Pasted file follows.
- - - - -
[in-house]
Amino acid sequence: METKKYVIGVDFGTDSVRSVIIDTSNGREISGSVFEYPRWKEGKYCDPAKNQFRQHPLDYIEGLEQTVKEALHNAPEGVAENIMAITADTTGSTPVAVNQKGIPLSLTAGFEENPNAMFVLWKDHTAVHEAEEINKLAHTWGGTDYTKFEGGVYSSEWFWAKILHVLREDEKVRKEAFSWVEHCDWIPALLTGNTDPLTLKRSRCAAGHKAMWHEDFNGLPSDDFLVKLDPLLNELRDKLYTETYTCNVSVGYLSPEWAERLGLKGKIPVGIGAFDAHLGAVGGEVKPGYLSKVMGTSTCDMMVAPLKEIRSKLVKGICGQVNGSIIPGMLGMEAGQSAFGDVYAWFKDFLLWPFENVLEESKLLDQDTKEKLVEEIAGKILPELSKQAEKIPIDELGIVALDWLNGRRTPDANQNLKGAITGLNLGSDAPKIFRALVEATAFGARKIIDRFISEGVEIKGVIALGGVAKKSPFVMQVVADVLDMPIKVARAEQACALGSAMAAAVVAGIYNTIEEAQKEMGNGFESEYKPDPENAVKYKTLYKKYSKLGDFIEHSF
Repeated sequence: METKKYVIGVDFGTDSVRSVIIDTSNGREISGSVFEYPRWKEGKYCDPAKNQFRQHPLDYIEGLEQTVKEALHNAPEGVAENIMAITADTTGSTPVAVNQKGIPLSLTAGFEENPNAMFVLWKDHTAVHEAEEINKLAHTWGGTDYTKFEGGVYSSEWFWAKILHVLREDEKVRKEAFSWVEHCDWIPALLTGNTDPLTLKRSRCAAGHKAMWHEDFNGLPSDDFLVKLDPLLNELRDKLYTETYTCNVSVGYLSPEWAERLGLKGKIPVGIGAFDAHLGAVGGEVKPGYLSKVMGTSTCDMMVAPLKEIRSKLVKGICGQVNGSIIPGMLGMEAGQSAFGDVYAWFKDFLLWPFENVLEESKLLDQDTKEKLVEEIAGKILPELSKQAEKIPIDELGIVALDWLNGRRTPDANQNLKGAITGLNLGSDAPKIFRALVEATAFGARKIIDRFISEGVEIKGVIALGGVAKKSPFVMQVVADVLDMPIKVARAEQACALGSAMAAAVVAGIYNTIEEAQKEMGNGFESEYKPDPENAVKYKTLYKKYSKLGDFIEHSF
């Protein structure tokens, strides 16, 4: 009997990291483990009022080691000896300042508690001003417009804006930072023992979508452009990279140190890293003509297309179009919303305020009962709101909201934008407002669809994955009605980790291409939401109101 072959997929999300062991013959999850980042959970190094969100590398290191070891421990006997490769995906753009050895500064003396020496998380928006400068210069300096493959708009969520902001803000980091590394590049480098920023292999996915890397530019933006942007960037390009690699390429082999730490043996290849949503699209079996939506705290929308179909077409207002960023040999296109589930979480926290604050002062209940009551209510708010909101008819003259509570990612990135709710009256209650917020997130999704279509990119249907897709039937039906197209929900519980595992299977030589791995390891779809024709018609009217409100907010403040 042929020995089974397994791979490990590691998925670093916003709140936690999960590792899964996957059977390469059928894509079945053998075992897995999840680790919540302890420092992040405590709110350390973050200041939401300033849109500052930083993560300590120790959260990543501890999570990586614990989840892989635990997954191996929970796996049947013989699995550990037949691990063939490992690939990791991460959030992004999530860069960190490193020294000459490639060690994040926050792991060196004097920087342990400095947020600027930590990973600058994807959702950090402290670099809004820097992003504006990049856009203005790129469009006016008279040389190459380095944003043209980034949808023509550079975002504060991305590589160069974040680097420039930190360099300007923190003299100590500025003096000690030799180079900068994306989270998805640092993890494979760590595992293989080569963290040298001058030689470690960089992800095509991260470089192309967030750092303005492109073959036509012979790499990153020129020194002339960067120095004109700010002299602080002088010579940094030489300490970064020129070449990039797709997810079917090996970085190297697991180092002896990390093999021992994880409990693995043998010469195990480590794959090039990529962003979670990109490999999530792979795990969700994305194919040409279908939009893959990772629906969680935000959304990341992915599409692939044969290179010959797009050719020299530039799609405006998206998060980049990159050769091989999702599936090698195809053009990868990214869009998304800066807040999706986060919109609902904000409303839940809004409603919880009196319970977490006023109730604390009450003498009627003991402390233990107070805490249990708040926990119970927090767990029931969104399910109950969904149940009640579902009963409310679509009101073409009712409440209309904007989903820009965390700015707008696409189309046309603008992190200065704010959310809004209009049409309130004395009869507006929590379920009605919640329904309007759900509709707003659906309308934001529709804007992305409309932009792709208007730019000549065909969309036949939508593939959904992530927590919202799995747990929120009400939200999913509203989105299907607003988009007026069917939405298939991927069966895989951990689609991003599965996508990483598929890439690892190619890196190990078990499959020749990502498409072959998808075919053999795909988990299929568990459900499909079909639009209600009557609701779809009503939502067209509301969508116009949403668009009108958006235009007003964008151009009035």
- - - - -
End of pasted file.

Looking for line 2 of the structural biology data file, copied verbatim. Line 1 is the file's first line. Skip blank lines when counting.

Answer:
Amino acid sequence: METKKYVIGVDFGTDSVRSVIIDTSNGREISGSVFEYPRWKEGKYCDPAKNQFRQHPLDYIEGLEQTVKEALHNAPEGVAENIMAITADTTGSTPVAVNQKGIPLSLTAGFEENPNAMFVLWKDHTAVHEAEEINKLAHTWGGTDYTKFEGGVYSSEWFWAKILHVLREDEKVRKEAFSWVEHCDWIPALLTGNTDPLTLKRSRCAAGHKAMWHEDFNGLPSDDFLVKLDPLLNELRDKLYTETYTCNVSVGYLSPEWAERLGLKGKIPVGIGAFDAHLGAVGGEVKPGYLSKVMGTSTCDMMVAPLKEIRSKLVKGICGQVNGSIIPGMLGMEAGQSAFGDVYAWFKDFLLWPFENVLEESKLLDQDTKEKLVEEIAGKILPELSKQAEKIPIDELGIVALDWLNGRRTPDANQNLKGAITGLNLGSDAPKIFRALVEATAFGARKIIDRFISEGVEIKGVIALGGVAKKSPFVMQVVADVLDMPIKVARAEQACALGSAMAAAVVAGIYNTIEEAQKEMGNGFESEYKPDPENAVKYKTLYKKYSKLGDFIEHSF